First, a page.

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’From Vietnam to Iraq, Sony to ICI, Chess to mountaineering, John Kay tells a

fast-paced detective story as he searches for the surprising secret to success


in politics, business and life. Kay is persuasive, rigorous, creative and wise.
Brilliant.’ Tim Harford, author of "The Undercover Economist" and "The Logic of Life"

‘Read this book for pleasure, and indirectly – obliquely – you will gain
invaluable insights into how successful decisions are made.’ Mervyn King,
Governor of the Bank of England

‘an ingenious riff about unintended consequences.’ Stephen Bayley

JOHN KAY
Obliquity
Why our goals are best achieved indirectly
Publication: 25 March

Very occasionally we hear a brilliant new idea – lateral


thinking, the 80/20 rule, the tipping point. An idea no-one
has thought of but which immediately makes sense; and
which changes the way we think forever.

In a new book, world-leading economist Professor John


Kay introduces one of those rare ideas. It’s called
Obliquity. This radical new way of seeing the world applies whether you are planning
a city or a poetry anthology, going fishing or playing football. Or running a business.
Or indeed a country.

Obliquity is the principle that complex goals are best achieved indirectly. This book
explains why the happiest people aren’t necessarily those who focus on happiness,
and how the most successful cities aren’t planned (look at Paris versus Brasilia). And
if a company announces shareholder return as its number one goal, perhaps we
should beware: the most profit-orientated companies aren’t usually the most
profitable.

Paradoxical as it sounds, if you want to go in one direction, the best route may involve
going in another. Using dozens of intriguing examples, Obliquity explains how. The
Panama Canal, for instance, follows the shortest crossing of America; and yet it starts
by following a south-easterly direction. The shortest straight line running from east to
west goes through Nicaragua, and this ‘direct’ route is much longer. The people who
first found this route weren’t looking west, and they were looking for silver and gold –
not oceans. Charles Darwin weighed up scientifically the pros and cons of a happy
marriage - but it was Emma Wedgwood who swept him off his feet. Some of the most
surprising examples come from the world of business. At one time Boeing’s leaders
would ‘eat, breathe, and sleep the world of aeronautics’. The company created the

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747 and its fortunes soared. When in 1998 it shifted focus to shareholder return and
return on investment the company, well, took a dive.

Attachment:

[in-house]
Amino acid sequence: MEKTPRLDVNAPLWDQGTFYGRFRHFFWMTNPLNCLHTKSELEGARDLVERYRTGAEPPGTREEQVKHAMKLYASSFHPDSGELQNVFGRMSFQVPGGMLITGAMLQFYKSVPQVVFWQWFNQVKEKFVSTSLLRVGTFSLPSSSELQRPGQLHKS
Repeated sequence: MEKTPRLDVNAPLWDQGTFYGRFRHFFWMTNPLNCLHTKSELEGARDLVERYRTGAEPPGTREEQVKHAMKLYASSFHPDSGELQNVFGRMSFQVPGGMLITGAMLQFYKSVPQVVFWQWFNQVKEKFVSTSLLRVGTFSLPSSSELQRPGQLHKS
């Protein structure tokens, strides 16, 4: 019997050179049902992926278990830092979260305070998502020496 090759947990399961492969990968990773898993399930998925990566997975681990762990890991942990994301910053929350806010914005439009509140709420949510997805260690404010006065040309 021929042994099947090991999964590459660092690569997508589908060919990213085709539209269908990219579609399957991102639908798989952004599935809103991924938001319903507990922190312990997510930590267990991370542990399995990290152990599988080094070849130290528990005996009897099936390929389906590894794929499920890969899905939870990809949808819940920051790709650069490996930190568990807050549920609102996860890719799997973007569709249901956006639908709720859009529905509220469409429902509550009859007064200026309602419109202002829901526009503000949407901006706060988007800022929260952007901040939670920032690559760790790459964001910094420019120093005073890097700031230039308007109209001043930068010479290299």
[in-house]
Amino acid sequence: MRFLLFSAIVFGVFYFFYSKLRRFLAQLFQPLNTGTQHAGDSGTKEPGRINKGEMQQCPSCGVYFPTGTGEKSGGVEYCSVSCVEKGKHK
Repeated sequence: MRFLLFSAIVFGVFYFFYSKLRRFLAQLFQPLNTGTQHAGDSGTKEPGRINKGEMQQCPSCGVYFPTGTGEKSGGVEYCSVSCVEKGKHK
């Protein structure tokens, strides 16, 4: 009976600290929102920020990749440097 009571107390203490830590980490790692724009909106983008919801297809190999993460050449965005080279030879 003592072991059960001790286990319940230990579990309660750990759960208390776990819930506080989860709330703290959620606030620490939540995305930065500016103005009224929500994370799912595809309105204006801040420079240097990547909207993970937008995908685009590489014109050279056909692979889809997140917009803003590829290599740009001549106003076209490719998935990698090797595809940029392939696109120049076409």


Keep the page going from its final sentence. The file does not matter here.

But the direct approach still holds sway. We expect our politicians, for example, to set
out a clear programme and not to renege on their promises, despite how
circumstances change. Somehow reverting to first principles still has its appeal: ‘if I
were to rebuild this business from scratch, what would I do?’ asked the bestselling
authors of Re-engineering the Corporation – a strategy that ignored a company’s
history and culture. (It was disastrous.) Le Corbusier attempted to build ‘a machine
for living in’ working from first principles. The flats were built. One small problem:
people hated them.

In Su Doku the world is certain and static – and people act as if the world is too, taking
the direct approach. But the problems in business are not the same as those of Su
Doku. So often it’s the oblique approach which turns up trumps. Today, we face
unprecedented problems: environmental, political, economic, social – and personal.
It’s time we thought obliquely.

John Kay is one of Britain's leading economists. He has been professor of economics
at the London Business School, and is currently a fellow of St John’s College, Oxford,
and a visiting professor at the LSE. He is the only professor of management to receive
the academic distinction of Fellowship of the British Academy. He has been director
of a fiercely independent think tank, set up and sold a highly successful economic
consultancy business and has been a director of several public companies. He is
available for interview.

Obliquity by John Kay will be published by Profile books on 25 March, price


£9.99 hardback, ISBN 9781846682889. For more information please contact
Ruth Killick 0207 841 6307 / 07880703741 / ruth.killick@profilebooks.co.uk

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3A Exmouth House, Pine Street, Exmouth Market, London EC1R 0JH
www.profilebooks.com